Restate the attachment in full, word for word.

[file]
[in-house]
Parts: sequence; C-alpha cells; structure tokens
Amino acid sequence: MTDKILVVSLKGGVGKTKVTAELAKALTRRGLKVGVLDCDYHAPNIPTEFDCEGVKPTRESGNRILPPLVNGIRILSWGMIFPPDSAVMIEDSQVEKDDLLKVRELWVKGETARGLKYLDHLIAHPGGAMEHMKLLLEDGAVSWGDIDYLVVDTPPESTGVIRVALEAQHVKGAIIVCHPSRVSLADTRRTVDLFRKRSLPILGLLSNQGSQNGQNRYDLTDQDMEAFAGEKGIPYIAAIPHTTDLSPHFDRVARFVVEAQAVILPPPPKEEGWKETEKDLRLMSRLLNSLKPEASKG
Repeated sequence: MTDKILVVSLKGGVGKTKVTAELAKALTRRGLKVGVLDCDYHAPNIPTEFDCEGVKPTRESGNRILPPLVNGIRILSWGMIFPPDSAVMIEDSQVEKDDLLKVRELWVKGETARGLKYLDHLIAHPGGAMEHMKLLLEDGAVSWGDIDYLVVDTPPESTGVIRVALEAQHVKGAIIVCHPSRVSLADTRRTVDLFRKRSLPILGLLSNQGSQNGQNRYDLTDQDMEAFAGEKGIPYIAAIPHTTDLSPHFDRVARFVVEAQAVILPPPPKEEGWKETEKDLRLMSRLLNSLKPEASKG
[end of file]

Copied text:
[in-house]
Parts: sequence; C-alpha cells; structure tokens
Amino acid sequence: MTDKILVVSLKGGVGKTKVTAELAKALTRRGLKVGVLDCDYHAPNIPTEFDCEGVKPTRESGNRILPPLVNGIRILSWGMIFPPDSAVMIEDSQVEKDDLLKVRELWVKGETARGLKYLDHLIAHPGGAMEHMKLLLEDGAVSWGDIDYLVVDTPPESTGVIRVALEAQHVKGAIIVCHPSRVSLADTRRTVDLFRKRSLPILGLLSNQGSQNGQNRYDLTDQDMEAFAGEKGIPYIAAIPHTTDLSPHFDRVARFVVEAQAVILPPPPKEEGWKETEKDLRLMSRLLNSLKPEASKG
Repeated sequence: MTDKILVVSLKGGVGKTKVTAELAKALTRRGLKVGVLDCDYHAPNIPTEFDCEGVKPTRESGNRILPPLVNGIRILSWGMIFPPDSAVMIEDSQVEKDDLLKVRELWVKGETARGLKYLDHLIAHPGGAMEHMKLLLEDGAVSWGDIDYLVVDTPPESTGVIRVALEAQHVKGAIIVCHPSRVSLADTRRTVDLFRKRSLPILGLLSNQGSQNGQNRYDLTDQDMEAFAGEKGIPYIAAIPHTTDLSPHFDRVARFVVEAQAVILPPPPKEEGWKETEKDLRLMSRLLNSLKPEASKG